Meanwhile, he has brought in researchers such as Dan Steingart, a young materials scientist who is working on various battery projects and, along with two other new hires - Stephen O'Brien and Masahiro Kawaji - serves as the institute's core faculty. Like several of the institute's scientists, Steingart, an assistant professor of chemical engineering, is working on ways of adapting electrochemical energy storage to cutting-edge uses. Among his goals is to develop a paper battery that could be used, for instance, to power a hospital bracelet which could contain a patient's medical chart.
Kawaji, meanwhile, came to CUNY from the the University of Toronto, where he developed his expertise in the ways and means of energy flow. Kawaji's earlier work improved the design of power plants and the safety of nuclear reactors, and he was a principal investigator in experiments conducted aboard the space shuttle and the international space station. Banerjee worked with Kawaji years ago at the University of California, Berkeley, and recruited him to the Energy Institute to devise new methods of storing thermal energy. "This is another key problem if energy from sunlight is to be used efficiently for heating and evaporative cooling," says Banerjee.
Born in India, Banerjee is a forceful but charming man appropriately possessed of a thousand-watt smile. He is the rare chemical engineer with both an impeccable academic pedigree and a natural flare for engaging with government and industry leaders and other stakeholders - an essential part of the hunt for research funding, especially in tough economic times.
Some of that outreach actually means reaching inside. "We've got people working on aspects of these programs from all over CUNY," he says. And that's only going to expand: "We're going to open up, take half a million dollars and open it to competition. Anybody in the CUNY system who has a bright idea - a really bright idea - is going to get some seed funding. And we'll encourage them to collaborate and raise more money."
Most of the federal stimulus money is aimed at batteries that would accelerate the nation's transition to plug-in hybrid-electrical vehicles. With the help of a recently announced state grant, which also funds the high-performance capacitor work, the institute's team is working on one such battery. It's a potentially revolutionary version of technology that uses nickel and zinc.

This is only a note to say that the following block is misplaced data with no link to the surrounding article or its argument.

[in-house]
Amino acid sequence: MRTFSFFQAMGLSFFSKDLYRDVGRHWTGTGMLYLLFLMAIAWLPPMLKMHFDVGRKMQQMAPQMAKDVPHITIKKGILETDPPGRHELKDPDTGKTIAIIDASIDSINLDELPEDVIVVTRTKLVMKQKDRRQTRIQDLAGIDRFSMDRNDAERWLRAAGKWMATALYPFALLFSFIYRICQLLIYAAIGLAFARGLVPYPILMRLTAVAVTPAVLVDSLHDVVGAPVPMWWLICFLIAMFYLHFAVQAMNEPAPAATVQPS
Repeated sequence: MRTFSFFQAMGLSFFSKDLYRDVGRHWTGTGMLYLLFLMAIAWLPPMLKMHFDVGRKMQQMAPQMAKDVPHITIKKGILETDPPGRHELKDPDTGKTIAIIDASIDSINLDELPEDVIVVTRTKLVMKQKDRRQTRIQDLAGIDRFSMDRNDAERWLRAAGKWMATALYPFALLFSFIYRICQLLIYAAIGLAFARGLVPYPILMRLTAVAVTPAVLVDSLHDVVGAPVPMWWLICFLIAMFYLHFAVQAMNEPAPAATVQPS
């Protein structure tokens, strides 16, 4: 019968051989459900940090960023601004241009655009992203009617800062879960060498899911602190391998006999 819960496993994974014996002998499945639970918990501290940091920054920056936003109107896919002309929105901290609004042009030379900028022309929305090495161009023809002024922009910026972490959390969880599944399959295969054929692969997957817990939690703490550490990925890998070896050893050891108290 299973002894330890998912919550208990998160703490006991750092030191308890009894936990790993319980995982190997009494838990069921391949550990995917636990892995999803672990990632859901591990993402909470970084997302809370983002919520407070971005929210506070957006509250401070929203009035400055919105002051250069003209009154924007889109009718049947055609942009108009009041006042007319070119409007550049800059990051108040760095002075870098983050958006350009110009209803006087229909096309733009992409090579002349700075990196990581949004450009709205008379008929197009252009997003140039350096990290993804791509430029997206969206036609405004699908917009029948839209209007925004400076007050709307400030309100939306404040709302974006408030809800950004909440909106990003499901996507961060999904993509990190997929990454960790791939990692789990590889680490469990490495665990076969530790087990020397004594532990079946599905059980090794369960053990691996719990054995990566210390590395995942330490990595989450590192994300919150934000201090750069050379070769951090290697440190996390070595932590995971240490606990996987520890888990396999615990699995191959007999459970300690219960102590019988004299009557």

"The problem with batteries for plug-in hybrid electric vehicles is that they are frequently discharged and recharged, which degrades battery life" says Banerjee. By developing a method of controlling the flow and composition of the battery fluid, institute researchers have started to tame the dendrites and already observed much longer battery life - 400 per cent higher than any other nickel-zinc batteries. That's even better than more expensive lithium ion batteries, which typically last two or three times longer than nickel-zinc.
But while the nickel-zinc battery project is showing results that could have a major impact on the growth of hybrid electric vehicles,and the smart grid, it is only one of many energy-storage technologies, with a wide variety of potential applications, that the CUNY researchers are working on. Indeed, the institute is less consumed by the drive to power the Prius generation than by its ambition to use such technologies to make entire cities more energy-efficient - whether with renewable energy sources such as solar and wind, or natural gas, or nuclear power, or even coal and, yes, oil.
As Banerjee never tires of pointing out, he conceives the Energy Institute as "energy agnostic" - a research organization that is ready, willing and able to explore just about any technology that makes sense and might help the United States achieve energy independence. By definition, this means rejecting the herd mentality that has been known to overcome major scientific quests.
"The flavor of the month comes and goes," Banerjee says. He recalls the energy world's infatuation with hydrogen fuel cells, a technology all but proclaimed the solution to the nation's energy problems a few years ago. The idea hasn't quite panned out: The technology is still in the mix, but it's been moved to the back burner.